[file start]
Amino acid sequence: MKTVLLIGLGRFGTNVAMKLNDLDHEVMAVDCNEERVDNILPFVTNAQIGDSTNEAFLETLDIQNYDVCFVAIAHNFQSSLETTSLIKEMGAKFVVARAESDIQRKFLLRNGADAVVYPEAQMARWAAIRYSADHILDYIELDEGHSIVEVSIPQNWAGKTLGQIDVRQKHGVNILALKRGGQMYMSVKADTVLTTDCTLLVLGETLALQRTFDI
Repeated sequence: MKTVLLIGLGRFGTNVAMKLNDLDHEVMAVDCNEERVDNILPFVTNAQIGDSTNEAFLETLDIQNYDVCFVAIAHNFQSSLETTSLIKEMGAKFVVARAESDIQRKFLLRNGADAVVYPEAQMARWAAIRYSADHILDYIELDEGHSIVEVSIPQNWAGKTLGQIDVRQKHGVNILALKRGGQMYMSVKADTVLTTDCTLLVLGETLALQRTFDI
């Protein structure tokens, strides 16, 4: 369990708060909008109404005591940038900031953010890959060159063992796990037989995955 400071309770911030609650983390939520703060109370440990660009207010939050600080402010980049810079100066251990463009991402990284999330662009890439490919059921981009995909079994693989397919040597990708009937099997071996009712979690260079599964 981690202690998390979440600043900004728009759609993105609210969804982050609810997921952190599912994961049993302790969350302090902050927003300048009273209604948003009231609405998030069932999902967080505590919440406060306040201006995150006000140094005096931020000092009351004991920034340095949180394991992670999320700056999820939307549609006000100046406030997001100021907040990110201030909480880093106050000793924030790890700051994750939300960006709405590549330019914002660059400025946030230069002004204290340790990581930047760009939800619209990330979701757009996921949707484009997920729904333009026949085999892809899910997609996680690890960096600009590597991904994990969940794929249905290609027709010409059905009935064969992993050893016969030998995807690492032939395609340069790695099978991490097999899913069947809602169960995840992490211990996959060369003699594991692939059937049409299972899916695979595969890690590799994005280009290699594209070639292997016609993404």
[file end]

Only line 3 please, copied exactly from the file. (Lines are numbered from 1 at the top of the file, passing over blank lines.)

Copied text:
């Protein structure tokens, strides 16, 4: 369990708060909008109404005591940038900031953010890959060159063992796990037989995955 400071309770911030609650983390939520703060109370440990660009207010939050600080402010980049810079100066251990463009991402990284999330662009890439490919059921981009995909079994693989397919040597990708009937099997071996009712979690260079599964 981690202690998390979440600043900004728009759609993105609210969804982050609810997921952190599912994961049993302790969350302090902050927003300048009273209604948003009231609405998030069932999902967080505590919440406060306040201006995150006000140094005096931020000092009351004991920034340095949180394991992670999320700056999820939307549609006000100046406030997001100021907040990110201030909480880093106050000793924030790890700051994750939300960006709405590549330019914002660059400025946030230069002004204290340790990581930047760009939800619209990330979701757009996921949707484009997920729904333009026949085999892809899910997609996680690890960096600009590597991904994990969940794929249905290609027709010409059905009935064969992993050893016969030998995807690492032939395609340069790695099978991490097999899913069947809602169960995840992490211990996959060369003699594991692939059937049409299972899916695979595969890690590799994005280009290699594209070639292997016609993404």